|The road to Gulu: a roadside market|
Riding on the road to Gulu is a constant game of chicken. The road is too narrow to easily accommodate all the traffic which includes shipping trucks, full size passenger buses, cars, motorcycles (called bodas), bicycles, people on foot with balanced packages on their heads, children walking with parents or friends, and travelers "footing" it to their destination. As the road continues north, it gets increasingly treacherous, in some places not even paved, in others the paving is in such disrepair that there are severe potholes and deep ruts in the road sometimes as much as ten inches off the edge of the road.
Drivers, including ours, drive in the middle of the road, the best part, until just before passing when each driver must decide who will yield. If you happen to be a boda or on foot, you must yield to the motor vehicles who toot warnings in the seconds before they pass. At several times in the ride, I am sure we will collide, a pedestrian or cyclist will be killed or the side of our bus will be ripped open like tin or we'll head-on collide and fly through the interior of the van like Penelope Cruz in the film Frida when the trolley Frida is riding on collides with a truck.
|Commuting to work|
When we cross the Nile, bands of baboons and small monkeys, all well-segregated, gather at the edge of the road, hopeful for passers-by to toss leftovers from the road trip. They stick incredibly close to the main track of the road and several times pass so close in front of us in what seems casual saunters across the highway that I am sure we are going to hit one. Incredibly we never do.
We arrive in Gulu by 7:00 after nearly 10 hours of African Coaster. I make myself feel better by reminding myself that this leg is done, only once more will I have to travel this road, at the end of the week when we ride to Jinja to raft on the Nile.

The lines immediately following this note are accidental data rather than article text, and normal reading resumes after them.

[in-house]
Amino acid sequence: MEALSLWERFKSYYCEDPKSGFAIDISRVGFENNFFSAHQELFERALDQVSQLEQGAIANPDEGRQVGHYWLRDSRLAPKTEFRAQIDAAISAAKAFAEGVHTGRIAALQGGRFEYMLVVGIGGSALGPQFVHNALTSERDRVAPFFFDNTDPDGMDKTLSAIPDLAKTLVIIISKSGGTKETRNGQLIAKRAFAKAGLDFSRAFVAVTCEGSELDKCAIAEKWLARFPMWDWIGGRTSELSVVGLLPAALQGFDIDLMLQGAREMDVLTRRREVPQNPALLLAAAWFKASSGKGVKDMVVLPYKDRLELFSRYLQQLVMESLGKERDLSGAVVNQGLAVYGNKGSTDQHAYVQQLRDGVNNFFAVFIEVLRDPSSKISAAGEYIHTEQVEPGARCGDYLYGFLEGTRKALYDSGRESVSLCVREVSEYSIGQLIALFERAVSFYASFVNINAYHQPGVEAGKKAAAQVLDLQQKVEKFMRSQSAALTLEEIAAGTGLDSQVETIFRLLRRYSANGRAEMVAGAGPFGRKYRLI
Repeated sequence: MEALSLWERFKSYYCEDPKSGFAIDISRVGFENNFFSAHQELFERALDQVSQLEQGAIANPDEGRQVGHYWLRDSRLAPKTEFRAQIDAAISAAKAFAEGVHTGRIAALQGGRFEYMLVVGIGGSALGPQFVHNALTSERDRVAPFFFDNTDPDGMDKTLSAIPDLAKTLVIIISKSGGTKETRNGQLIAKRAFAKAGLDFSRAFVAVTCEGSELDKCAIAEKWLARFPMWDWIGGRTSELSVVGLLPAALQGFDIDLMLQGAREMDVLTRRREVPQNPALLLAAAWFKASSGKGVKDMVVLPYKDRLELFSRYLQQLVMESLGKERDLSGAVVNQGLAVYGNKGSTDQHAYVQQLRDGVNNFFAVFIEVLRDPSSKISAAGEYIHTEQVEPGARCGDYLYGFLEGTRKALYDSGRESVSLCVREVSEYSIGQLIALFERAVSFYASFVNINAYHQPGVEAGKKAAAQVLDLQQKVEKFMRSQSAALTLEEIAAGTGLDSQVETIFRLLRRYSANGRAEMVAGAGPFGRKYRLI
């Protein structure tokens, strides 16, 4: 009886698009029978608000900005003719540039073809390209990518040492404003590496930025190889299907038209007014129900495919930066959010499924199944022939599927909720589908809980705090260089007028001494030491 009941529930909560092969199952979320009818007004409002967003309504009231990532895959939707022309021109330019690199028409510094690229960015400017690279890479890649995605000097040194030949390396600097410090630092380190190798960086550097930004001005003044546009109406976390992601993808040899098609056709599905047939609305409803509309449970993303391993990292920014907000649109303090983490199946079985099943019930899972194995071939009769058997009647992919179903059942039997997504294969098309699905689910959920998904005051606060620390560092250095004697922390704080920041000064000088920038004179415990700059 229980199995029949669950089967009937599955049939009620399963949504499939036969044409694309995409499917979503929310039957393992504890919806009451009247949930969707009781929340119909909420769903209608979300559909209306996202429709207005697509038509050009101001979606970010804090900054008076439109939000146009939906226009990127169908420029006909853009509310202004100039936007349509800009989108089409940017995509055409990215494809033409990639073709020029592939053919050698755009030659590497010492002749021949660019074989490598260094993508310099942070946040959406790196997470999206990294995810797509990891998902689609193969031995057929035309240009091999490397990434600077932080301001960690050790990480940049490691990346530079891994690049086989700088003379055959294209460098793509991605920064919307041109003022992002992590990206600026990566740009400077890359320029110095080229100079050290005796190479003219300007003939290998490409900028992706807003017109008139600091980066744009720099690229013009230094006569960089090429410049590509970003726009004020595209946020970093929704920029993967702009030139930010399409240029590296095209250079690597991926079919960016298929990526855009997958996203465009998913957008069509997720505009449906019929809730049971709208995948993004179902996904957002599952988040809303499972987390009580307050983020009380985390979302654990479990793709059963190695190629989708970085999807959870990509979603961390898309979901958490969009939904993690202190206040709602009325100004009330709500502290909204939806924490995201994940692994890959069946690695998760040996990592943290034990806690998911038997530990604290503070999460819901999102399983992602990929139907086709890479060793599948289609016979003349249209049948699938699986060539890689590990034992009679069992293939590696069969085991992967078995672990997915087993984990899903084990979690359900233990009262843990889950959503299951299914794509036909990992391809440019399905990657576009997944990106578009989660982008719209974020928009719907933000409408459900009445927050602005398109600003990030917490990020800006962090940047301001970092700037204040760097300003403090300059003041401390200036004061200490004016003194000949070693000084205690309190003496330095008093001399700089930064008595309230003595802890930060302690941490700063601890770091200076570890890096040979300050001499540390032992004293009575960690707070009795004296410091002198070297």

|Baboons on the roadside|
Our guest house is a sweet house with the only other guests another group of activists who leave the next day. This group is working to raise scholarship funds for an organization called Unified for Uganda. They complain a bit about the food, a walk to Murchison Falls they describe as torturously long, and thin mattresses. They are excited to hear we are from Invisible Children; a couple of them are veterans of the 4th Estate and greet us like old friends.
After a dinner of local pizza, we get our first lecture about local life. David Occite was born in the year the LRA conflict began. "When you look at me," he tells us, "you can see what the length of the conflict looks like in the age of human being"-- a powerful reminder of this long-lasting turmoil.
He tells us of getting an opportunity to go to college while his friends, young neighbors whose parents had been killed by the LRA, were unable to attend. Occite had a scholarship. At college, Occite learned of Invisible Children and its work to raise scholarship money. He knew he had to work for IC at any cost. In danger of losing his scholarship, Occite composed a letter to the college dean explaining that he wanted nothing more than to go to the United States and travel around the US raising money with IC Roadies for peers who could not go to school. Incredibly, or maybe not once you meet Occite, the school made special arrangements to make it possible.
|Jaclyn Licht and IC trip leader Jess Morris with David Occite|
He is incredibly articulate, somehow almost like a Ben Keesey without quite the same ferocity. After hearing his story, he offers an orientation to culture in Gulu. We learn how people from Gulu speak with their eyebrows, will enjoy being greeting in Acholi, and a hilarious difference: will tell you that you look fat which means that you look healthy, a compliment.
By the end of the orientation, I feel so tired my eyelids are trembling. Tomorrow we'll visit some local schools. I turn in early, hoping to be up first for a decent shower before the house wakes.